Soooooo… Matthews is struggling with his conditioning, partly because he’s not making enough effort to take care of himself, gets arrested for stealing but is allowed to stay on the team – an unusual departure from past practice – receives public praise from Richt a little over a week ago for acting like he’s starting to mature (Mark must not have read Tray’s Twitter feed), blows that and then has the chutzpah to claim he was leaving anyway?  Yeah, faced with that, I’d have been blunt, too.

Under the circumstances, Richt comes off as kind of restrained, now that I think about it.  Dang.


UPDATE:  Marc Weiszer’s wrap up contains some beauts.

  • “The only thing I did was talking to my classmate besides me and we got into a little argument. It was two guys arguing about a sport (about some players). That’s what it was. Me and another athlete were arguing about a sport. It was kind of loud. It wasn’t even that loud, but a professor was talking while we were talking. That’s disrespectful of course. But nobody was disrespectful to him at all.”  Maybe the professor was being disrespectful to Matthews.
  • “Some coaches are telling me not to talk about it no more,” Matthews said Thursday morning from his home in Newnan. “Basically, just move on.”  Sure, that’s how you grow.  But notice he still can’t take advice.
  • Matthews and the other players arrested–former Bulldog receiver Uriah LeMay, defensive lineman Jonathan Taylor and defensive end James DeLoach–are to appear in an Athens court later today for an arraignment. Matthews indicated a pre-trial intervention program could be in the offing.
    “I know everything is already worked out,” Matthews said. Naturally.

Bonus item, from Seth Emerson “Matthews said he has received a full release from UGA with no restrictions.”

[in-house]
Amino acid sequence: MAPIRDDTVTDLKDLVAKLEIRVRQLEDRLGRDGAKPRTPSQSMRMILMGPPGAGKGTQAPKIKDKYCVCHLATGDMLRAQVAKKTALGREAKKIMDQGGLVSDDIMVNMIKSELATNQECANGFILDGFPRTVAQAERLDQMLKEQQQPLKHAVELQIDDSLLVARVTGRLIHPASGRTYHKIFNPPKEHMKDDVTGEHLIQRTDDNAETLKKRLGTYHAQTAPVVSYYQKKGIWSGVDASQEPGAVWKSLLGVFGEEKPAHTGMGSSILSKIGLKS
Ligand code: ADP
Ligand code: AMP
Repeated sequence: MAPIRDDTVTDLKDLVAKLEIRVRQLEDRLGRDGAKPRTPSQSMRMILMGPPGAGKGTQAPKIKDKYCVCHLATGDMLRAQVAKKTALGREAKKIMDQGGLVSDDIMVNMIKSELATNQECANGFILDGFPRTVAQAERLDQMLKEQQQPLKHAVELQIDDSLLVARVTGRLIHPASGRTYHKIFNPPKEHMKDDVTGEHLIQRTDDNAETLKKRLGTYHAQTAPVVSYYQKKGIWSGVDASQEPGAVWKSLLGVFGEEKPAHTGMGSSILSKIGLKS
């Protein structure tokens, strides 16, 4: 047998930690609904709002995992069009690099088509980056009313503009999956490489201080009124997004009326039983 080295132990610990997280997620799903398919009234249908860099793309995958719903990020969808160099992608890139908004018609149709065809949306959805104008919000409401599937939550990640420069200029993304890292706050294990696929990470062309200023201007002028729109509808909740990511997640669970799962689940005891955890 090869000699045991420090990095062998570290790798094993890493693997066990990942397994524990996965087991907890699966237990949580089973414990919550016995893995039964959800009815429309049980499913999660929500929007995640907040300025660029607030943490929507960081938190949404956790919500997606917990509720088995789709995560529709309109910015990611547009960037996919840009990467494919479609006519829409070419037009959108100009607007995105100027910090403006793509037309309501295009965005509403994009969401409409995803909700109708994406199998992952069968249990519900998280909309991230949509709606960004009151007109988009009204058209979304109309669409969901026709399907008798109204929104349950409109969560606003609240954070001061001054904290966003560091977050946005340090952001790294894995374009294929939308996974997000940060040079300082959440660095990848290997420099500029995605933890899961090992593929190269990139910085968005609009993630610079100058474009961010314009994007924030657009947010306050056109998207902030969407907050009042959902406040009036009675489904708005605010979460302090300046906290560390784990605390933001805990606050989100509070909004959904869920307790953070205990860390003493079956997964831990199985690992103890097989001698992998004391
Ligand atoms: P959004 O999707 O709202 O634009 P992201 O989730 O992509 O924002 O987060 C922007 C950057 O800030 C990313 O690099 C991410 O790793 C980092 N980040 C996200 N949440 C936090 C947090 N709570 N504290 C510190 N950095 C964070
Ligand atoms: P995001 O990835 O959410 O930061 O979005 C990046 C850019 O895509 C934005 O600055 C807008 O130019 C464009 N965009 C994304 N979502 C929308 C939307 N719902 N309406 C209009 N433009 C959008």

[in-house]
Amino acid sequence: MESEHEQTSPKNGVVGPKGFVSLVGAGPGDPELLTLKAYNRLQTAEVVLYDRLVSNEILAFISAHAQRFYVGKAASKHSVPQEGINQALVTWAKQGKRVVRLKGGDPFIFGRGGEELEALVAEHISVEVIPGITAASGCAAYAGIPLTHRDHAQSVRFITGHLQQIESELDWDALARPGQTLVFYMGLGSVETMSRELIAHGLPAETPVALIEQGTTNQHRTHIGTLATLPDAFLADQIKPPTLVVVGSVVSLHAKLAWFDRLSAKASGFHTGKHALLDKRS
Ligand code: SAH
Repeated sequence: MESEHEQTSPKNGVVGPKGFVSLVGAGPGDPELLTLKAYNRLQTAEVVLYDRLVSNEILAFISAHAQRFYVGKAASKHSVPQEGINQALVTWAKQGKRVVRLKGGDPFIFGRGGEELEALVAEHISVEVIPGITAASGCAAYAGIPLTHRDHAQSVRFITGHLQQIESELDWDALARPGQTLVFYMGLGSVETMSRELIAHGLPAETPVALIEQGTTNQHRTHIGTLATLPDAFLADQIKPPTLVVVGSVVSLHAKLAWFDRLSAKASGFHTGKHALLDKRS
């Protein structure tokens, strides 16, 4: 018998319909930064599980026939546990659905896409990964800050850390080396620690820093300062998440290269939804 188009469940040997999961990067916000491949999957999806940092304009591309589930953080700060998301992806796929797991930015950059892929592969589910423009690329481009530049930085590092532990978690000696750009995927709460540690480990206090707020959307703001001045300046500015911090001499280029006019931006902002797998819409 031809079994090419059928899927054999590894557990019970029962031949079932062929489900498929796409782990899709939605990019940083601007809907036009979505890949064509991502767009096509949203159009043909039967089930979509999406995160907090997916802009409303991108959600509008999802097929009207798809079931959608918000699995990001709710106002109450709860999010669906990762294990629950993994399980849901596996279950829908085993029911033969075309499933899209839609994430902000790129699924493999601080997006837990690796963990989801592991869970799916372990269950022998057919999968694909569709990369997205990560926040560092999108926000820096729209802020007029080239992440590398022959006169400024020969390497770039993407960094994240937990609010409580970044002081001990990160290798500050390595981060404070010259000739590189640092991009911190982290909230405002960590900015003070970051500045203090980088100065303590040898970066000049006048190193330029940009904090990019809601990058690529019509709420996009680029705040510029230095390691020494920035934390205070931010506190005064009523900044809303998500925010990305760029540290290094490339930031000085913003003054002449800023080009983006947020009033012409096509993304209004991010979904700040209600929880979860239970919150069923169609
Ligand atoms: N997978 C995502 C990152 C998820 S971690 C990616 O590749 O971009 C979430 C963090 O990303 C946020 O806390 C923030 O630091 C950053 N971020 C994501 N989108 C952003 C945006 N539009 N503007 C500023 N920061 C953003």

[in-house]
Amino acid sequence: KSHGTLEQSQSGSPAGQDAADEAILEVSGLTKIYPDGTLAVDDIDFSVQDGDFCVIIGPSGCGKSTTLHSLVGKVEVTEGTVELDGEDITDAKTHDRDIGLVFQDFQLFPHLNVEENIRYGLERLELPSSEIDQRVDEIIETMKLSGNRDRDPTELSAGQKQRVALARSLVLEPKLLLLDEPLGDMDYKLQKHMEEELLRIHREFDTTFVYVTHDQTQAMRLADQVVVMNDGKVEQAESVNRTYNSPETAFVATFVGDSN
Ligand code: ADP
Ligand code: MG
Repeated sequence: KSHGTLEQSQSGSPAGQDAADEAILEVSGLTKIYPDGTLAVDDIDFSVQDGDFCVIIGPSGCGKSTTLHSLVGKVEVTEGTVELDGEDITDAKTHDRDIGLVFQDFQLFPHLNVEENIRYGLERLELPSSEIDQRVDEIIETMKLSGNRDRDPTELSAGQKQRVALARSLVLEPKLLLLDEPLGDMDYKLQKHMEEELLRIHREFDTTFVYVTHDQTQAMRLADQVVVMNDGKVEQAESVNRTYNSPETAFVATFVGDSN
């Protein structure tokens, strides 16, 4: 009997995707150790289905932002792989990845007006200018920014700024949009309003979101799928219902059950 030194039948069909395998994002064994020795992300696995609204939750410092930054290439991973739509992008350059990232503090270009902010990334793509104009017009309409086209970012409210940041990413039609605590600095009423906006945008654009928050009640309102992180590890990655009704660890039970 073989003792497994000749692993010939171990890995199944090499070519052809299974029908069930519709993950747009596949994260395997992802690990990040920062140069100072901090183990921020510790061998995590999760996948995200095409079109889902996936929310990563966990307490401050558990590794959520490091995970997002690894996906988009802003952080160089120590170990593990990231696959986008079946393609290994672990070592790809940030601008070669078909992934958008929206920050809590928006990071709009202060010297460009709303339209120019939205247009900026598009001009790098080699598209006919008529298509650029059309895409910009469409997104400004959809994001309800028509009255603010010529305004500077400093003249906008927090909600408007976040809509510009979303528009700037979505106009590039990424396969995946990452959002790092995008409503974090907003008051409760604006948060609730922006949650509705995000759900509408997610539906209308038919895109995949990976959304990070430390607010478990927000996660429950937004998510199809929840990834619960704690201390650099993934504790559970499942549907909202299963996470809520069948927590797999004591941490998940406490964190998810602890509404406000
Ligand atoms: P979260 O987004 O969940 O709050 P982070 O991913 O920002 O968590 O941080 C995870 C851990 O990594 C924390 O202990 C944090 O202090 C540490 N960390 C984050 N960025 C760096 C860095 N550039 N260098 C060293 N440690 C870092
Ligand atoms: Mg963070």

Filed under Georgia Football

When you say nothing at all…

Mocking Stacey Osburn’s unwillingness to comment is a popular theme here, but, damn, there are times when she comes off as the smartest person at the NCAA.  Take, for instance, this… um, remarkable official statement about the EA settlement in O’Bannon.

I mean, man, read that righteously indignant first paragraph!  If the NCAA doesn’t consider the money going to the players payment for their athletic performance, what the hell is it doing in court in the first place?

If the first paragraph comes off as clueless, the second one is incoherent.  Assuming it’s an attempt to bash lawyers for getting paid – is Donald Remy an amateur, by the way? – well, guys, I don’t think “benefactors” means what you think it means.

The whole thing comes off as a misdirected pile of passive-aggressive resentment that somebody besides the NCAA is exploiting student-athletes for financial gain.  (Although, unlike in the NCAA’s case, there are student-athletes actually receiving money as a direct result.)

Next time, folks, just write the last sentence and call it a day.  Or let Stacey do your talking for you.


UPDATE:  About that second paragraph – somebody found the dictionary at NCAA headquarters.


Filed under The NCAA

“So the track record is not sterling.”

Andrea Adelson, on the pipeline from the SEC to Louisville:

Atlantic Division front-runners Florida State and Clemson are the only two ACC schools consistently recruiting at an SEC level on a consistent basis. To compete with them, Louisville must do the same. Accepting these transfers is one way to start closing the talent gap that currently exists between the programs. Williams, Wiggins, Harvey-Clemons and Matthews were all four-star recruits out of high school. The three Georgia players were ranked in the ESPN 300 and were dubbed the Bulldogs’ defensive backfield of the future.

To understand how much catching up Louisville has to do, consider this: During the last five years, Louisville signed a combined 24 four-star players. Seven were ranked in the ESPN 300. Those are great numbers for the old Big East/American. But in the same span, Florida State signed 70 four-star and five-star players, and 55 were ranked in the ESPN 300. Clemson signed 55 four-star or five-star players, and 34 were ranked on the ESPN 300. It’s easy to see why these two schools have separated from the rest.